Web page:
‘We haven’t elected a Prime Minister, we’ve elected a lifestyle’.
As the fourth decade of the 21st century looms, new PM Guy Morrissey and his fitness guru wife Mona (hashtag MoMo) are hailed as the motivational couple to get the UK #FitForWork, with Mona promising to ‘change the BMI of the nation’.
Lita Stone is an influential blogger and social media addict, who watches as Guy and Mona’s policies become increasingly ruthless. Unemployment and homelessness are out of control. The solution? Vast new compounds all over the country, to house those who can no longer afford to keep a roof over their heads.
These are the Hope Villages, financed by US corporation Nutricorp.
Lita and her flatmates Nick and Kendall feel safe in their cosy cyberspace world. Unaware of how swiftly bad luck can snowball, they suspect little of the danger that awaits the unfortunate, behind the carefully constructed mirage of Hope.
Terry Tyler’s nineteenth published work is a psychological thriller that weaves through the darker side of online life, as the gap between the haves and the have-nots grows ever wider. Whether or not it will mirror a dystopian future that awaits us, we will have to wait and see.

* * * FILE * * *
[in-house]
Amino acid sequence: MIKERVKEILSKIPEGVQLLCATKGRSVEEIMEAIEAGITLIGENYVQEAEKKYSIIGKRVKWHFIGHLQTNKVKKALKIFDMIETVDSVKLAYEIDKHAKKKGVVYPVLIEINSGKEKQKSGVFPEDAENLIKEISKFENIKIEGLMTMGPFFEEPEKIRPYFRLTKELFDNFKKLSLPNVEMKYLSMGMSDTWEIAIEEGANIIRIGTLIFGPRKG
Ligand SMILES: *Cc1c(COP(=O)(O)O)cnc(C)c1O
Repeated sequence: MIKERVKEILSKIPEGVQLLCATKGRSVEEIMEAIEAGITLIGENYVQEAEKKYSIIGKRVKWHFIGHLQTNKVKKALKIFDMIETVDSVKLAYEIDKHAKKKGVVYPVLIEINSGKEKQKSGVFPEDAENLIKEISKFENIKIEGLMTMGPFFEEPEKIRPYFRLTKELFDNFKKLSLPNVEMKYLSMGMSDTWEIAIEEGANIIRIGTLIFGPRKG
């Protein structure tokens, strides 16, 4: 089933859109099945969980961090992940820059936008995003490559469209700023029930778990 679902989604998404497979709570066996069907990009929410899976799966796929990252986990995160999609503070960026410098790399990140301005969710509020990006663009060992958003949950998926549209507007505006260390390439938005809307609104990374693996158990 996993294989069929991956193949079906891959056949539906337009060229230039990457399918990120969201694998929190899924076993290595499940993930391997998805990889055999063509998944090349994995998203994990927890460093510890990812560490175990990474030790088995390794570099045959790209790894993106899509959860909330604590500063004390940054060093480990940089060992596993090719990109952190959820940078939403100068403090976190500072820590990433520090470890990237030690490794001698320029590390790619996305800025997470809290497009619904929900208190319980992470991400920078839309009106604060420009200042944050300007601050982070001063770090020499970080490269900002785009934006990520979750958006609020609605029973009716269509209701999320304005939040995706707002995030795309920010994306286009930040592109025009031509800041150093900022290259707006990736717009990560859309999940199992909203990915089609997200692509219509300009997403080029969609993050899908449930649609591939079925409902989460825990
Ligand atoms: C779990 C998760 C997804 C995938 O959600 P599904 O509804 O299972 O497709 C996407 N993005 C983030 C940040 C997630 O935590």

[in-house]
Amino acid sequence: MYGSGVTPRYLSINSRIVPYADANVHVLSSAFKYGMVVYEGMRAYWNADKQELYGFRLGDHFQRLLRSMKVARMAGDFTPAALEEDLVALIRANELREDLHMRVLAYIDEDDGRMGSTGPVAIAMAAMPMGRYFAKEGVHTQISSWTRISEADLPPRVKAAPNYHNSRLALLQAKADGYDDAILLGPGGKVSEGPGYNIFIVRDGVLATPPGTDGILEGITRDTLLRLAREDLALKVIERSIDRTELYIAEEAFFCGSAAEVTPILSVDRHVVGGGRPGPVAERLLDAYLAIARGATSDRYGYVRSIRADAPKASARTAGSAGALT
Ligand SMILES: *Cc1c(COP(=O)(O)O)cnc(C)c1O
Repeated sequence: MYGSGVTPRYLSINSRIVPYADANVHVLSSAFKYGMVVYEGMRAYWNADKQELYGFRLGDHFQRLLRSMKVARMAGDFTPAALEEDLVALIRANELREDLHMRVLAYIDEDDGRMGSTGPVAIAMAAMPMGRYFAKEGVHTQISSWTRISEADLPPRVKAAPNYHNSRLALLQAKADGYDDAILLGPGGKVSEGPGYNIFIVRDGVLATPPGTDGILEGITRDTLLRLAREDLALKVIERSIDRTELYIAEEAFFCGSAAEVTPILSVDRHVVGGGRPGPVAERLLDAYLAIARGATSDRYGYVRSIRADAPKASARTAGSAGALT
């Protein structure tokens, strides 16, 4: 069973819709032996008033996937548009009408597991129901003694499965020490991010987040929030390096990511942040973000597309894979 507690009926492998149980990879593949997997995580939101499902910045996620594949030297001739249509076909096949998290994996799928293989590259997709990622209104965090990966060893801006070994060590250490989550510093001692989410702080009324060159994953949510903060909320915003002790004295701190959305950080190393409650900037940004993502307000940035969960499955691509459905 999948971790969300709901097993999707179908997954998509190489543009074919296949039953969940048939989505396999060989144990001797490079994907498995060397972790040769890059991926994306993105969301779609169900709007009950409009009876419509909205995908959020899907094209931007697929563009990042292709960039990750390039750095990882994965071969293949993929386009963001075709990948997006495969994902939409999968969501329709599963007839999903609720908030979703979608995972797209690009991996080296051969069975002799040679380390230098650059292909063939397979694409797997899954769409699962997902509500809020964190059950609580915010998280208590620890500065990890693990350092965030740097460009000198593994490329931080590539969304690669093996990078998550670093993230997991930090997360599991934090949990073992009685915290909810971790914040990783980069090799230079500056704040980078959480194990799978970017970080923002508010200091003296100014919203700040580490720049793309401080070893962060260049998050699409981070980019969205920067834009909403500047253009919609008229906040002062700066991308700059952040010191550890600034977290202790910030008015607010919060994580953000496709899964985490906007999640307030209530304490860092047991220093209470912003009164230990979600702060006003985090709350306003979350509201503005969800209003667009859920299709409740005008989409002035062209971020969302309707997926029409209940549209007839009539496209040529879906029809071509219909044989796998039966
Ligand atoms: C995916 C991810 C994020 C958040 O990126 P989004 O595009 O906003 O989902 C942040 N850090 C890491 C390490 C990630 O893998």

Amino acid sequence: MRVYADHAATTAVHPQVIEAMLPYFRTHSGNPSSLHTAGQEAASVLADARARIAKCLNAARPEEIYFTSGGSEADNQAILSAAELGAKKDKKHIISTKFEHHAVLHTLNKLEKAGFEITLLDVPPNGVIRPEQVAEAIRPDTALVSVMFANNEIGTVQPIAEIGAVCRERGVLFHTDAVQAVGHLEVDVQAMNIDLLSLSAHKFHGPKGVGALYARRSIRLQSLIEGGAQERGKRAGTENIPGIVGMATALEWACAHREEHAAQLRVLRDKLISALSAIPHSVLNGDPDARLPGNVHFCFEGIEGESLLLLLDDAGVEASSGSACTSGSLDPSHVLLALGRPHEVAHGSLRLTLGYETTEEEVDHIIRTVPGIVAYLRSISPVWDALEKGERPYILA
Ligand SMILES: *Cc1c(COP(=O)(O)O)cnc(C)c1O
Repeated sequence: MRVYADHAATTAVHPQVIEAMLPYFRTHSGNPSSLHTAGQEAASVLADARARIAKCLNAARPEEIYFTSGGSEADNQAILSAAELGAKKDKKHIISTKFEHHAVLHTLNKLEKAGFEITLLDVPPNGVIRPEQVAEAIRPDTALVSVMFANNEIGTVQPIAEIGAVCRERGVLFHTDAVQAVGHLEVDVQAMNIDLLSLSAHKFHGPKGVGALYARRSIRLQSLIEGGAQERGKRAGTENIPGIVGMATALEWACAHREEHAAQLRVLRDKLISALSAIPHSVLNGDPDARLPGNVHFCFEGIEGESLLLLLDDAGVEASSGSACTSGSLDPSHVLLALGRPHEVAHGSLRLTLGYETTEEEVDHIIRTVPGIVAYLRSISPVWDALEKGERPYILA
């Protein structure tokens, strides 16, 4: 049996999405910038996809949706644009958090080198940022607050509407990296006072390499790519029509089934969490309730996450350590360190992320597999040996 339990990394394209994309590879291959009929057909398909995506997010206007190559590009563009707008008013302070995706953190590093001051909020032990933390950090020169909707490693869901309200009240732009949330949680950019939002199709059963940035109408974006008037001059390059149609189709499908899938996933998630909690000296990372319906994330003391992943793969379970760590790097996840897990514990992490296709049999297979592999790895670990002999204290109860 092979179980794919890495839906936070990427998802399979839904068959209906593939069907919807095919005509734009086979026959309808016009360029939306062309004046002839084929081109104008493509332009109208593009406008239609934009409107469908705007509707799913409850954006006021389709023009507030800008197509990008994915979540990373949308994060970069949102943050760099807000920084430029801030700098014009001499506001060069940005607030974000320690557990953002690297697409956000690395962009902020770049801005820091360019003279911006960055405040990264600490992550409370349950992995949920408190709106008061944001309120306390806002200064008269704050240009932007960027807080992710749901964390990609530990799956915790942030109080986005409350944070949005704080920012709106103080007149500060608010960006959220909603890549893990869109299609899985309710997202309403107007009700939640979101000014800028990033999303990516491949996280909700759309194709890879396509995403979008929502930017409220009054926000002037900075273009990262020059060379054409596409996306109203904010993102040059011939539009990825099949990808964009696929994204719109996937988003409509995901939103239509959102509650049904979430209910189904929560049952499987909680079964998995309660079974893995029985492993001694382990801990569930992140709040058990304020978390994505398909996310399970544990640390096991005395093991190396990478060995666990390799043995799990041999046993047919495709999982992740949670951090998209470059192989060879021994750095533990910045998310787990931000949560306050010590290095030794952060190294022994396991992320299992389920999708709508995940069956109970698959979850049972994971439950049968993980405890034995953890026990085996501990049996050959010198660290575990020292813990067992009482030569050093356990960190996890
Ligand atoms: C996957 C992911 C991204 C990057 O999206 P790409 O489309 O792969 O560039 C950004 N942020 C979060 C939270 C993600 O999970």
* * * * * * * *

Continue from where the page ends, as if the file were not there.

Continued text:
This novel is classified as a dystopian thriller, but make no mistake, it’s also a horror story simply because it isn’t outside the realm of possibility something like this could happen in the not too distant future. And that should scare the crap out of anyone.
The new PM, his wife, and family are perfect examples of how social media can be used to manipulate followers/viewers and distort the truth. As in real life, much of the population buy into what they’re selling, but others are put off by the hype and determined not to drink the Kool-Aid. Soon, disturbing ramifications of these new policies and laws come to light, and the number of jobless jumps significantly. Lita and her friends are employed and feeling secure in a shared comfortable flat, believing homelessness and unemployment can’t happen to them. Until it does. And it’s terrifying to see how easily it can happen.
Tyler does an outstanding job at portraying the different reactions of three people in identical circumstances – yet, Lita, Nick, and Kendall’s emotions and actions are entirely believable and valid. I felt their frustration and outrage at the system and the sense of helplessness and lack of control over their own situations.
This was an easy five star read for me, and days after finishing, I was still thinking about it. With shades of Big Brother and current events, Hope is guaranteed to leave you feeling unnerved.
I received a complimentary copy of this book from the author. Opinions expressed in this review are completely my own.